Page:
perceived group ", and their numbers madethem a political force to be reckoned with. This was thecheering thought with which Mr Robin Huws Jones openedhis Eileen Younghusband lecture at the National Instituteof Social Work on Nov. 28, but he quickly went on to saythat many old people still suffered extreme hardship, andmuch remained to be done. In the first place, pensionsin the United Kingdom were still low in comparison withthose paid in other European countries; there was a strongcase for substantially raising the real value of the pension,especially in extreme old age, and also for protectingpensions from inflation by quarterly reviews, index-linking,or some other method. The cost would be great, and infairness some measure of selectivity would be needed toensure that the most help went to those most in need-perhaps through the tax-credit system, or by bringingmeans-tested assistance with housing within the pensionscheme. A lot of humbug was talked about old age, MrHuws Jones went on to say, as was illustrated by euphem-isms such as " the golden age " and " senior citizens ".Old age was a hard time, when people had to accept theirloss of earning power and health and strength, and thewaning of their influence over the events and people aroundthem. Society must try to clarify its attitude to old age, sothat it might ask the right questions and do the rightresearch.Many people assumed that old age was a time of with-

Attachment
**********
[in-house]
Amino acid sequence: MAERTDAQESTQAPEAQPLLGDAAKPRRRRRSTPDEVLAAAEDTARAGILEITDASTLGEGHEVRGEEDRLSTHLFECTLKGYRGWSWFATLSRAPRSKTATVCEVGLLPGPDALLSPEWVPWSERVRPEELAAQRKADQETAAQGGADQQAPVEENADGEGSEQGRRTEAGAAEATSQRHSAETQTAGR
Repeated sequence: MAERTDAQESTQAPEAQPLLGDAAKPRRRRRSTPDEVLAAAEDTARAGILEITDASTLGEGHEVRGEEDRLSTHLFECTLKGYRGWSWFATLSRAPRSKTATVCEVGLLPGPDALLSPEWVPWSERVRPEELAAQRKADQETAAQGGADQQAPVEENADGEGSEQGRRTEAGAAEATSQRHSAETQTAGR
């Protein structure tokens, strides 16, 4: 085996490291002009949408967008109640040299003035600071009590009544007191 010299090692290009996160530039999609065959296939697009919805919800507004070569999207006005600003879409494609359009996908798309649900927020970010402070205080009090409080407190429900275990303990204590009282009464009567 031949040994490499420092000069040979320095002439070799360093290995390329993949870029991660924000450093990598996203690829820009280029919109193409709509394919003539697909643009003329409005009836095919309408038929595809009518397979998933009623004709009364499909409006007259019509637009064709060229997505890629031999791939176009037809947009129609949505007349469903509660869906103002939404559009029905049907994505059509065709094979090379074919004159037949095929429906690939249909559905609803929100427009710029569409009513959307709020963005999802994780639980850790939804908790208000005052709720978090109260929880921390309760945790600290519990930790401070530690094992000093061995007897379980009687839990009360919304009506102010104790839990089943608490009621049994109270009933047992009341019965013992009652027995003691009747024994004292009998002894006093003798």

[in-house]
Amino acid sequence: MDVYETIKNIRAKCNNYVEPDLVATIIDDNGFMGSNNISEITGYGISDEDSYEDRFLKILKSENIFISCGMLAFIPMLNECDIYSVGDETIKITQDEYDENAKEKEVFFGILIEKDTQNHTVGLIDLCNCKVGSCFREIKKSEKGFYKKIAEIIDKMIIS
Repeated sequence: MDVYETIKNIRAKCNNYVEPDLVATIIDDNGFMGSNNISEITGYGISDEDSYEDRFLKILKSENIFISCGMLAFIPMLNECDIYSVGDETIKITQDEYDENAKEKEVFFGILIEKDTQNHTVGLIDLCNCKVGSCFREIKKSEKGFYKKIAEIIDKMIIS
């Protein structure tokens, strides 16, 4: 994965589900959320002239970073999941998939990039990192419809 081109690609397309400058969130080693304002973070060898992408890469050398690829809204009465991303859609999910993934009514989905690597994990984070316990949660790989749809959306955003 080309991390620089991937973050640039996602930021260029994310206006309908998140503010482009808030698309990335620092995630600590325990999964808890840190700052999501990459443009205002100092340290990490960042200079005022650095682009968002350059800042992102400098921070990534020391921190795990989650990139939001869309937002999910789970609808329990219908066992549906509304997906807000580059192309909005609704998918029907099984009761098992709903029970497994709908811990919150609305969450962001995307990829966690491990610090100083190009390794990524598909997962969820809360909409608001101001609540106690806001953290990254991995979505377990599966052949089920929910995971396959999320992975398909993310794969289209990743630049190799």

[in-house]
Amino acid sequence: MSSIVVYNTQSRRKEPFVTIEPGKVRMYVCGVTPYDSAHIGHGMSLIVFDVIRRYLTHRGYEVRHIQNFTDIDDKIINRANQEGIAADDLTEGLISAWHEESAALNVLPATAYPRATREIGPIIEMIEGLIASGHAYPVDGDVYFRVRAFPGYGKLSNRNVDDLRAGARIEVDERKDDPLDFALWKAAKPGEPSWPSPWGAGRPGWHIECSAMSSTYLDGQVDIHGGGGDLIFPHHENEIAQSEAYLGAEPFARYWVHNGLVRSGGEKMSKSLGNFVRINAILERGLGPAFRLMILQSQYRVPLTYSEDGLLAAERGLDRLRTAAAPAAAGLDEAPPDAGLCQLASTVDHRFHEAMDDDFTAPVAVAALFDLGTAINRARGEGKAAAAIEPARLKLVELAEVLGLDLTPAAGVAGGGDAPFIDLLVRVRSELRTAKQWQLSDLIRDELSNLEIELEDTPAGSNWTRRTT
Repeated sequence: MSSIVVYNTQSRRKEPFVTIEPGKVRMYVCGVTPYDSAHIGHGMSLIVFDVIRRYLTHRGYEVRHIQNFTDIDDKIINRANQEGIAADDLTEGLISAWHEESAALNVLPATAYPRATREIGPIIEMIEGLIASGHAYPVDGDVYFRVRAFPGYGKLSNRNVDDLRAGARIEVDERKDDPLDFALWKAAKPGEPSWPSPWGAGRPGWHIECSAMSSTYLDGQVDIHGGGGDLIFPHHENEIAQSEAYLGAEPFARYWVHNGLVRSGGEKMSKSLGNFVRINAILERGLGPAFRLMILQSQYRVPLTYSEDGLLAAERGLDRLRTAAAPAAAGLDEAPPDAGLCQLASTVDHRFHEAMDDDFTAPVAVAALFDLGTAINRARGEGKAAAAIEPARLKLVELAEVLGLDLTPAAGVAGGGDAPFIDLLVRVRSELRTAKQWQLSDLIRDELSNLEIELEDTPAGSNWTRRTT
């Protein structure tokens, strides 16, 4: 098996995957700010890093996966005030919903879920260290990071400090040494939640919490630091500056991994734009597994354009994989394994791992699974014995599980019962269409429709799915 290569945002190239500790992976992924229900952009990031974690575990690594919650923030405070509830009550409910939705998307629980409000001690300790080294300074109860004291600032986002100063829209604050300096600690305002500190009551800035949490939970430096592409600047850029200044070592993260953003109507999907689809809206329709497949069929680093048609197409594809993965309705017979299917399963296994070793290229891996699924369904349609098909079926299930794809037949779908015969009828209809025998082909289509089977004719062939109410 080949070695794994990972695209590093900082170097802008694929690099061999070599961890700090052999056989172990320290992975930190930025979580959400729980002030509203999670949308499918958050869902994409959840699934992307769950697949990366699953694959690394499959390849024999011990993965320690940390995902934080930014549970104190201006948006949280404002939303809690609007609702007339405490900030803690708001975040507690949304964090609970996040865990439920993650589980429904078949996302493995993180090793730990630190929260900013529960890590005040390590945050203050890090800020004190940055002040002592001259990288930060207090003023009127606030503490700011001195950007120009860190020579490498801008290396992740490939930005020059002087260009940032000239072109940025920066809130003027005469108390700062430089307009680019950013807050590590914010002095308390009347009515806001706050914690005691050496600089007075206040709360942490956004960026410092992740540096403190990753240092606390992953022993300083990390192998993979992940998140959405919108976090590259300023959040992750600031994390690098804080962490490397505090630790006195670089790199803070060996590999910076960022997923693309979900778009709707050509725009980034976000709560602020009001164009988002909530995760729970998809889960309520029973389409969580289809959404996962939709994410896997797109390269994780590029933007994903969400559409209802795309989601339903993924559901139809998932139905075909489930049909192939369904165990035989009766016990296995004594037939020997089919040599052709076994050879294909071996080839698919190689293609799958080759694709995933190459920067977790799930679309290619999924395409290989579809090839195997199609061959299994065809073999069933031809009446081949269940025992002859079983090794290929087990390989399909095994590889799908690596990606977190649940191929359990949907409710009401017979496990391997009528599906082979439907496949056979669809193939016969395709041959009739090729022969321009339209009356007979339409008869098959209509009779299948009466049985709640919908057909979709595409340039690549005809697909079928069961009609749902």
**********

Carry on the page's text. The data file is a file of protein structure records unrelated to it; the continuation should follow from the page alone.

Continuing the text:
drawal from society, which was symbolised by retirement;
1. To Measure NHS Progress. By RICHARD DOLL. Obtainable fromthe Fabian Society, 11 Dartmouth Street, London SW1H 9BN.15p.